43 “You have heard that it was said, ‘You shall love your neighbor and hate your enemy.’
44 But I say to you, love your enemies, bless those who curse you, do good to those who hate you, and pray for those who spitefully use you and persecute you,
45 that you may be sons of your Father in heaven; for He makes His sun rise on the evil and on the good, and sends rain on the just and on the unjust.
46 For if you love those who love you, what reward have you? Do not even the tax collectors do the same?
47 And if you greet your brethren only, what do you do more than others? Do not even the tax collectors do so?
48 Therefore you shall be perfect, just as your Father in heaven is perfect.
love your neighbor (v.43) — Leviticus 19:18-34
Hate your enemy (v.43) — not in Scripture as such (although it had become part of the thinking of the day and is found in the Dead Sea Scrolls), but maybe based on Deuteronomy 23:6
tax collectors (v.46) — Jews, employed by Rome, who collected taxes and exploited their countrymen for their own gain. They were hated and despised by all.
As I expected by this point, the failure to view this passage in context led to incorrect conclusions. Jesus was still demonstrating how God’s standards are so much stricter than the Pharisees’ interpretation of the law. “The law says … But I say …” He sums up this section in verse 48 by stating that if they love as God loves, then (therefore) they will be perfect as God is perfect.
Exactly. If they live by God’s standard of perfection, they will be perfect and righteous as God is perfect and righteous and will not be in need of salvation. But they don’t, and they can’t, and that’s the point.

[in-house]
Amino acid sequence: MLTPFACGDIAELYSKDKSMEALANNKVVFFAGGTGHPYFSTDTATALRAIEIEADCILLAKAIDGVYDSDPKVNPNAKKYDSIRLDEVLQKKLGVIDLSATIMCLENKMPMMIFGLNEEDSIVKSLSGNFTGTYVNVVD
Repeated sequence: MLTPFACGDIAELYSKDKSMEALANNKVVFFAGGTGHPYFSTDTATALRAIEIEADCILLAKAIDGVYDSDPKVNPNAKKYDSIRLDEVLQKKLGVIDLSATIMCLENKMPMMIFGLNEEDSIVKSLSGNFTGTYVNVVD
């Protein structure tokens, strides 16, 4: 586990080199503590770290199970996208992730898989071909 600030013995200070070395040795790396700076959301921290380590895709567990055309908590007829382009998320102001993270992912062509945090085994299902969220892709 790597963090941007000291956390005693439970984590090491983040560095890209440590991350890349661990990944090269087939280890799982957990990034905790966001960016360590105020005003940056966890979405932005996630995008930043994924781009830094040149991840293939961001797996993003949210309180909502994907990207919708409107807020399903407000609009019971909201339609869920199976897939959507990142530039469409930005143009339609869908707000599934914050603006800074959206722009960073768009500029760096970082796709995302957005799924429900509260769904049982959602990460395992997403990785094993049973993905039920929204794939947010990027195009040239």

Here are some of the commentaries views:
Since the New Testament makes it clear that even the believer is capable of sin, the term “perfect” here is not to be taken as absolute sinless perfection. Rather, it is used in relation to the matter of love in this context. “As God’s love is complete, not omitting any group, so must the child of God strive for maturity in this regard.” — King James Bible Commentary, page 1182
But that’s not what it says. That’s just redefining “perfect” to fit what he thinks it should say.
Perfection here refers to uprightness and sincerity of character with the thought of maturity in godliness or attaining the goal of conformity to the character of God. While sinless perfection is impossible, godliness, in its biblical concept, is attainable. — Walvoord, page 51.
“Attaining the goal of conformity to the character of God …” As believers, we are given the righteousness of Christ, which is perfect. For He made Him who knew no sin to be sin for us, that we might become the righteousness of God in Him (2 Corinthians 5:21). But that wasn’t a truth that was ever revealed to Jesus’ audience — or to anybody else until after the resurrection.
The perfection of God is the standard for entrance into Messiah’s kingdom. Pharisaic precepts, concerned as they were with the externals of the law, could not make the individual perfect and acceptable to God. Only Jesus Christ can purify the mind and heart so that the life is transformed, making the individual acceptable to God. — Pentecost, page 181.
“Making the individual acceptable to God.” I’m thankful I never have to stand before God on the basis of my own righteousness or purity, hoping I’ve achieved a level that is acceptable. BUT, even if I’m being picky about words and Pentecost is saying we are acceptable in Christ, this wasn’t a truth revealed to this audience. Nobody who heard the Sermon on the Mount could have possibly come to this conclusion.
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